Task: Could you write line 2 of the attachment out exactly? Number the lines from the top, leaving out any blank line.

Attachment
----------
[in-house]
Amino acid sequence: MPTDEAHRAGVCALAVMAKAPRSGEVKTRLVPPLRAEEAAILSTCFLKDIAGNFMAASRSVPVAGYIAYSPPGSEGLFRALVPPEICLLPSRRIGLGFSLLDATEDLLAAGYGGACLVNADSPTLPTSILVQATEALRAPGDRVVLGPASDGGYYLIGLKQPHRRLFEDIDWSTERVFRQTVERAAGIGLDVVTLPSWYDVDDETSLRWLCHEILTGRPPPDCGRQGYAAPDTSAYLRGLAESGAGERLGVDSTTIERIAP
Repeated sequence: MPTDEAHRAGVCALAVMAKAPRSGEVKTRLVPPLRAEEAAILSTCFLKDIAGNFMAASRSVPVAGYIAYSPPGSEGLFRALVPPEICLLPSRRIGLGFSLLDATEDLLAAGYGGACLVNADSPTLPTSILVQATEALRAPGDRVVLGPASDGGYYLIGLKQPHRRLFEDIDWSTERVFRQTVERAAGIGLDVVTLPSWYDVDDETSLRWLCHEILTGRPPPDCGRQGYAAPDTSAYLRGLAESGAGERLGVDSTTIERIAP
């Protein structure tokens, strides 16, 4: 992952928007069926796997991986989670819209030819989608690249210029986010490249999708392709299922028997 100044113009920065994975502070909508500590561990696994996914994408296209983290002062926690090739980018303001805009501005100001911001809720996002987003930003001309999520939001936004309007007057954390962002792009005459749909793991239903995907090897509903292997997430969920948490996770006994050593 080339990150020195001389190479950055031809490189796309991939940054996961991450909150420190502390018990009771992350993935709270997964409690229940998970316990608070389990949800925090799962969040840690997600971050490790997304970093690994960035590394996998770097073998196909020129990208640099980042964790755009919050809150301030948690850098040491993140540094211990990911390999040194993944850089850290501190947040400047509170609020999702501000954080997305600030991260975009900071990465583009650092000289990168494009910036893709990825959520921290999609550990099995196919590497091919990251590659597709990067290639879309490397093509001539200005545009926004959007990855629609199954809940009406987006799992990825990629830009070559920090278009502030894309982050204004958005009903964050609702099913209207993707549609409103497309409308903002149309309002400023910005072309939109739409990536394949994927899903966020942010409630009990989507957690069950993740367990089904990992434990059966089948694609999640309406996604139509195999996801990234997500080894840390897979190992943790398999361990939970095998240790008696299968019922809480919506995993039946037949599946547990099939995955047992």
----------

Amino acid sequence: MPTDEAHRAGVCALAVMAKAPRSGEVKTRLVPPLRAEEAAILSTCFLKDIAGNFMAASRSVPVAGYIAYSPPGSEGLFRALVPPEICLLPSRRIGLGFSLLDATEDLLAAGYGGACLVNADSPTLPTSILVQATEALRAPGDRVVLGPASDGGYYLIGLKQPHRRLFEDIDWSTERVFRQTVERAAGIGLDVVTLPSWYDVDDETSLRWLCHEILTGRPPPDCGRQGYAAPDTSAYLRGLAESGAGERLGVDSTTIERIAP